Alive in Wild Paint: Love - by Feathers Boa
Fire Tree - by Trill Zapatero
Fall Flight - by Kimba Sideways
In the Grid - by PJ Trenton
Let Them Eat Cake - by Gracie Kendal

Sunday, June 12, 2011

A Conversation with Jayjay Zifanwe

I’d logged into Second Life early one morning, as I normally do before I leave for work. Ostensibly, it’s to collect messages along with any group notices all of which provide me a list of places to visit or people I would like to chat with when I return later in the day. While doing so on that particular day, I received an instant message from Jayjay Zifanwe who’d suggested that I relook at one of the entries from the recently concluded UWA III Machinima contest, “Twinkle’s Journey”. He’d simply said, “look for the hidden meaning”. I did and was surprised that I had missed the message. I felt badly that I had and doubly so for the creator Bay Sweetwater as the hidden meaning was a heart wrenching one. Jayjay and I chatted briefly afterward and I thanked him for calling my attention to it and then logged out. The next day, while I read through the blogs that I follow, I came across a post he’d written titled, “The Most Important Thing I Have Done in Second Life”. Early in the post he writes;
“I think these days, it is very hard to get below the surface with anything, to really know something or someone beyond the superficial exterior. News, happenings with acquaintances, friends, relatives sometimes go by in a blizzard of email, facebook and twitter posts. Many times we look, we read, we post, but we do not really see, we do not truly understand, nor do we really communicate. Sometimes though something happens that allows me to break through this fog... ”
I’d been introduced to Jayjay by White Lebed shortly after the University of Western Australia (UWA) formally became a part of the arts and educational community of Second Life in October of 2009. I do try and make frequent visits there to view the art submitted as part of the challenge, cast my vote and chat with friends and colleagues. Jay Jay Jegathesan (SL Name JayJay Zifanwe), is a Manager, School of Physics at the University of Western Australia and a winner of the Google Earth Build your Campus in 3D Competition. In Second Life, he manages the five SIM’s that comprise UWA’s virtual presence and of course which include the site of the UWA 3D Art & Design Challenge. Over time, UWA has hosted many special builds, including the works of artists such as Glyph Graves, Soror Nishi, Silene Christen and most recently Wizard Gynoid. Beside the promotion of UWA, Jayjay also works tirelessly at promoting the arts in Second Life through collaborative efforts with several of the major art houses in Second Life and he is also a member of the Linden Endowment of the Arts (LEA) committee.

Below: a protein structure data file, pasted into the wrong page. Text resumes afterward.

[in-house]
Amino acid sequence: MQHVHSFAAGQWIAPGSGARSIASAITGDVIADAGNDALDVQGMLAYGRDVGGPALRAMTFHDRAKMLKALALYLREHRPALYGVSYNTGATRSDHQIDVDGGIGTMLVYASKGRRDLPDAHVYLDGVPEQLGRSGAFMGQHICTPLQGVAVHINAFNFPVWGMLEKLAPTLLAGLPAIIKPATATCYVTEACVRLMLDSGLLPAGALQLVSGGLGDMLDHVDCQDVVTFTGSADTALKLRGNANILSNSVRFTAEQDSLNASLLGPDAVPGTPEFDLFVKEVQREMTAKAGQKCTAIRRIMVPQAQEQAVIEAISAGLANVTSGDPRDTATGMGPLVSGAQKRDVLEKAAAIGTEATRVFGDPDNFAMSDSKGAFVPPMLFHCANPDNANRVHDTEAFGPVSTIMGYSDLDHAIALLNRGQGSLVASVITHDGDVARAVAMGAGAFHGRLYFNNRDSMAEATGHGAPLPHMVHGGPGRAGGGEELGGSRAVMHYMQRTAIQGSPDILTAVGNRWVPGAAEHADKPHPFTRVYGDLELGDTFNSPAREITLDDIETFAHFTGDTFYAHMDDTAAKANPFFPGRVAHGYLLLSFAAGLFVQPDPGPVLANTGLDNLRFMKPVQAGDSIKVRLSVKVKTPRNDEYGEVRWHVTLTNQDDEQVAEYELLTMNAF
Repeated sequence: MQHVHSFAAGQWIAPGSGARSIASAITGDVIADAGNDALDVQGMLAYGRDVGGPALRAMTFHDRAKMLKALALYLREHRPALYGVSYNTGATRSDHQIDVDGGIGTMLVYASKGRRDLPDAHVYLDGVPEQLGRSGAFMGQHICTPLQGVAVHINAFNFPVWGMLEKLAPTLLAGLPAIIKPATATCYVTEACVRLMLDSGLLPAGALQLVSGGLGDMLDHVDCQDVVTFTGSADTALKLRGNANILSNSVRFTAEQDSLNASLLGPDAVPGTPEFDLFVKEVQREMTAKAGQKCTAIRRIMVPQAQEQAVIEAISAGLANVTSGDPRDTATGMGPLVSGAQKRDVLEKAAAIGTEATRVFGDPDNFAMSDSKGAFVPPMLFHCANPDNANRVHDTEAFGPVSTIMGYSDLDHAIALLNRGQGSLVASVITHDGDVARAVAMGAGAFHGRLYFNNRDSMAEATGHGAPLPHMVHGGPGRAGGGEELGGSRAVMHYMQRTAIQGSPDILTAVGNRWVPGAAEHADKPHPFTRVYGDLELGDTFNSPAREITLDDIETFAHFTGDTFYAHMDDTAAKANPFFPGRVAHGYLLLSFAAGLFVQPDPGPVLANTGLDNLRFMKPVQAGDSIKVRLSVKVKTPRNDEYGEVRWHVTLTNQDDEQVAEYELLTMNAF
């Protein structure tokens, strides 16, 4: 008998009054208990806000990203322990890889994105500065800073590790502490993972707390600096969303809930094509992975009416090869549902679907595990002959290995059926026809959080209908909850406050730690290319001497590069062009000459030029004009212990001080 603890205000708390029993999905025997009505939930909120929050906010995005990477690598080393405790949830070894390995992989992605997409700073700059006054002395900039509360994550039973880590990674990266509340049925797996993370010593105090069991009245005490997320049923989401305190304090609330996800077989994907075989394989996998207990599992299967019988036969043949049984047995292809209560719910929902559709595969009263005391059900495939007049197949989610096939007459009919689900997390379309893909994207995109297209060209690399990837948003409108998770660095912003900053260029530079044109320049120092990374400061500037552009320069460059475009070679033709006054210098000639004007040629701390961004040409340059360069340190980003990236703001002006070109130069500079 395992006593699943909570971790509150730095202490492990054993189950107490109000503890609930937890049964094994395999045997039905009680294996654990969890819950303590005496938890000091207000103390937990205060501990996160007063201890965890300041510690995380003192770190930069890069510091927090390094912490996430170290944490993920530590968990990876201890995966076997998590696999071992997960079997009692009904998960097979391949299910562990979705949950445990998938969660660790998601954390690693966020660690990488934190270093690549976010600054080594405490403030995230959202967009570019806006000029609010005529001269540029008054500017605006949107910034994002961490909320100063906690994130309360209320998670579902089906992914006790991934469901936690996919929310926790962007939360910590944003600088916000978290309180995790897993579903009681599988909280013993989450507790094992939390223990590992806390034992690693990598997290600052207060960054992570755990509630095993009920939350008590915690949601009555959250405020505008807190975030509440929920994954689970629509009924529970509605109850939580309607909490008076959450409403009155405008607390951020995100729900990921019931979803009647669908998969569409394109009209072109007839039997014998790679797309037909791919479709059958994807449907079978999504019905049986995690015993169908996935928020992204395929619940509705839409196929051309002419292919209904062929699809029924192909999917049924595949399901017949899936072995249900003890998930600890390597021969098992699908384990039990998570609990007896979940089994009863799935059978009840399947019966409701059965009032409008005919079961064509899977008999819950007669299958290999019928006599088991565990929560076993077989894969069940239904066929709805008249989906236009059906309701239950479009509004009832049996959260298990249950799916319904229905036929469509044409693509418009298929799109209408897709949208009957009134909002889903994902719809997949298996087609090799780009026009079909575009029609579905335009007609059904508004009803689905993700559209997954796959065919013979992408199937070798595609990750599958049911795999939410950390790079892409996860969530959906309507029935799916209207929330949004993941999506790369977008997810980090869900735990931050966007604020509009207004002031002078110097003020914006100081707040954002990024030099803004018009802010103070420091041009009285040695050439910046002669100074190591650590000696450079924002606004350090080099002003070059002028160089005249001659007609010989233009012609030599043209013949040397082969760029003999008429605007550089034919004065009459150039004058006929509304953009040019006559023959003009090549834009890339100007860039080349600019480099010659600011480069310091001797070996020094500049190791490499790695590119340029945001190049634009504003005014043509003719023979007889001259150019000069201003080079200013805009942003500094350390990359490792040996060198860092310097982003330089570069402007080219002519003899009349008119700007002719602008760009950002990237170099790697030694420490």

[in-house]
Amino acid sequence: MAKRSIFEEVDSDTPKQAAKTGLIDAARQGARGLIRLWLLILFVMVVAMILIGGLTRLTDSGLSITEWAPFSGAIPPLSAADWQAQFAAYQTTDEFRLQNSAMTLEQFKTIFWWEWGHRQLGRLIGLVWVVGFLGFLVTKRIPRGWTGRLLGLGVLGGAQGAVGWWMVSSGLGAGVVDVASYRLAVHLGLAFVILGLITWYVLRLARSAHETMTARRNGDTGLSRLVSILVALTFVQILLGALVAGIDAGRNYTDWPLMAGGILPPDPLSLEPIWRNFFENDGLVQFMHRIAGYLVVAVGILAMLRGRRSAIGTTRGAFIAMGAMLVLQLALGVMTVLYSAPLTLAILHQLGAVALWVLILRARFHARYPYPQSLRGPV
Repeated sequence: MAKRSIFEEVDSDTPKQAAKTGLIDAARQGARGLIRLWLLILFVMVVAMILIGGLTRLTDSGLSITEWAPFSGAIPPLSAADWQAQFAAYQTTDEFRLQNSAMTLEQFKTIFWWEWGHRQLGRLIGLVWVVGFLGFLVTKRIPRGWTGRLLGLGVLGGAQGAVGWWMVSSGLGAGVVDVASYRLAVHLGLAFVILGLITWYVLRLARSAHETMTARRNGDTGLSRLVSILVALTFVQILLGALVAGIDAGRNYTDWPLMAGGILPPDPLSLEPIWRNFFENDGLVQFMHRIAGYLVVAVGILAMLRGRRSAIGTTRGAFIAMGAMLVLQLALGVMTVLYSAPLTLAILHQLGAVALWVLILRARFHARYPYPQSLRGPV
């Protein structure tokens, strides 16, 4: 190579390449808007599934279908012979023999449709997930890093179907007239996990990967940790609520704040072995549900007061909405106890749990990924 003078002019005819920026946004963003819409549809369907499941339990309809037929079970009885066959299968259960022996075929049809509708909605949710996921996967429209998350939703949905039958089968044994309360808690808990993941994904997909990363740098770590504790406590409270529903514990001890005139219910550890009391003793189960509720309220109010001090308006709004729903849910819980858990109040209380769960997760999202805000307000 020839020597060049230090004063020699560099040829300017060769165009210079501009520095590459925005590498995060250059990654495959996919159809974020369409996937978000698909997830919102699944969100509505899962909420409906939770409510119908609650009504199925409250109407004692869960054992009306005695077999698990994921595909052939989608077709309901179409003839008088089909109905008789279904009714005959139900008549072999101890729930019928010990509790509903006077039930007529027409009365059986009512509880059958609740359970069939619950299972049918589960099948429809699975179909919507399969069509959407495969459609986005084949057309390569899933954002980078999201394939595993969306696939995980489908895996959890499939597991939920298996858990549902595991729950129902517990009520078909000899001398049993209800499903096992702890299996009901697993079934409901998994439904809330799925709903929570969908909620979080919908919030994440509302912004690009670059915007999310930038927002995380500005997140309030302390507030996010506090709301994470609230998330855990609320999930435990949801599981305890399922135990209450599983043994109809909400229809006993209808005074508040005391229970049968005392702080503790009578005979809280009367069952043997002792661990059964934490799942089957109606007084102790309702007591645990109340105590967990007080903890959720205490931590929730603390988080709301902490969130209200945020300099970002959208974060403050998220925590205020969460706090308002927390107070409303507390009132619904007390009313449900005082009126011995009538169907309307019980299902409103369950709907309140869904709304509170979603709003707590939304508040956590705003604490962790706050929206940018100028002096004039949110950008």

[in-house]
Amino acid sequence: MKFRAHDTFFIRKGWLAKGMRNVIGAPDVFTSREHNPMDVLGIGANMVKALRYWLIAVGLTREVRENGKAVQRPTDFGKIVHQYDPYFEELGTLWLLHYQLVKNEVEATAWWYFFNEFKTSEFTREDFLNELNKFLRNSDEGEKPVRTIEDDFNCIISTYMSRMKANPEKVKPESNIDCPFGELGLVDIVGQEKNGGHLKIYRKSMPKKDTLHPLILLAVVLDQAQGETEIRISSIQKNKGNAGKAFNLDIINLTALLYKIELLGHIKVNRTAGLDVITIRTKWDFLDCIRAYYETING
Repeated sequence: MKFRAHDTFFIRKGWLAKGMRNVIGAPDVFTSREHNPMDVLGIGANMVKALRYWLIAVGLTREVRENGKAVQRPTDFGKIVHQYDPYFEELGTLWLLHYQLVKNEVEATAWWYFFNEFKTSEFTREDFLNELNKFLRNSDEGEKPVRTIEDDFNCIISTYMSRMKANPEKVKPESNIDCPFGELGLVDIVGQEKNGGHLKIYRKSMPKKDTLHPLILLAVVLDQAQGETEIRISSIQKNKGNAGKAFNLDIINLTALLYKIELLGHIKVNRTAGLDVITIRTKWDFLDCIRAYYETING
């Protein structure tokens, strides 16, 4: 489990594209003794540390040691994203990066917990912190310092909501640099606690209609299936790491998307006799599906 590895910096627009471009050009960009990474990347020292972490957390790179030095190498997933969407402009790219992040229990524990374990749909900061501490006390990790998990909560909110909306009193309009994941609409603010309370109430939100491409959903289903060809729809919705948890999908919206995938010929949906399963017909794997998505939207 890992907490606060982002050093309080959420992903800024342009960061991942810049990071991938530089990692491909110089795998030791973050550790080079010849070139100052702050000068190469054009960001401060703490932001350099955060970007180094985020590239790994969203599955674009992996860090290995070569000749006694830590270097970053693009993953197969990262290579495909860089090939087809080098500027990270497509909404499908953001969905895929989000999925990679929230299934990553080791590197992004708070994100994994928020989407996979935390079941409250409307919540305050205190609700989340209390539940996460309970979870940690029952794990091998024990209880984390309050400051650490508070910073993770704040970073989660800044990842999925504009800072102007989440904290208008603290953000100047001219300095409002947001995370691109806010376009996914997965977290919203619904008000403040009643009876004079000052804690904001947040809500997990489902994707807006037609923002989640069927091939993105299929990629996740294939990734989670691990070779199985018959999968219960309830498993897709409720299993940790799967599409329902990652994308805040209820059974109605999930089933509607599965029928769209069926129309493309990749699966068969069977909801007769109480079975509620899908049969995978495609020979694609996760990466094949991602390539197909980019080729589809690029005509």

A few days later, we exchanged messages once again and made arrangements to meet for this interview. I’d arrived early and ported over to the UWA sandbox. The Winthrop Clock Tower is right next to it and so I arrowed my virtual self in that direction. I checked the map and noted the presence of a dozen or so avatars scattered about the five UWA SIM’. I flew up and hovered near the clock. It all looked very familiar as I had seen it many times when I’d viewed the machinima that had been submitted. I had been asked by Jayjay to be part of the judge’s panel and while it had been a fair amount of work, I enjoyed it immensely. I was about to fly around to other parts of the SIM, when Jayjay had arrived in world. He messaged me and sent a teleport request. We met for this conversation at the platform which serves as the 3D Art Challenge. It was here that we’d often talked on most of my prior visits. We were surrounded by the art on display and it struck me that he stood amongst them much as a shepherd would his flock. We exchanged pleasantries and then began.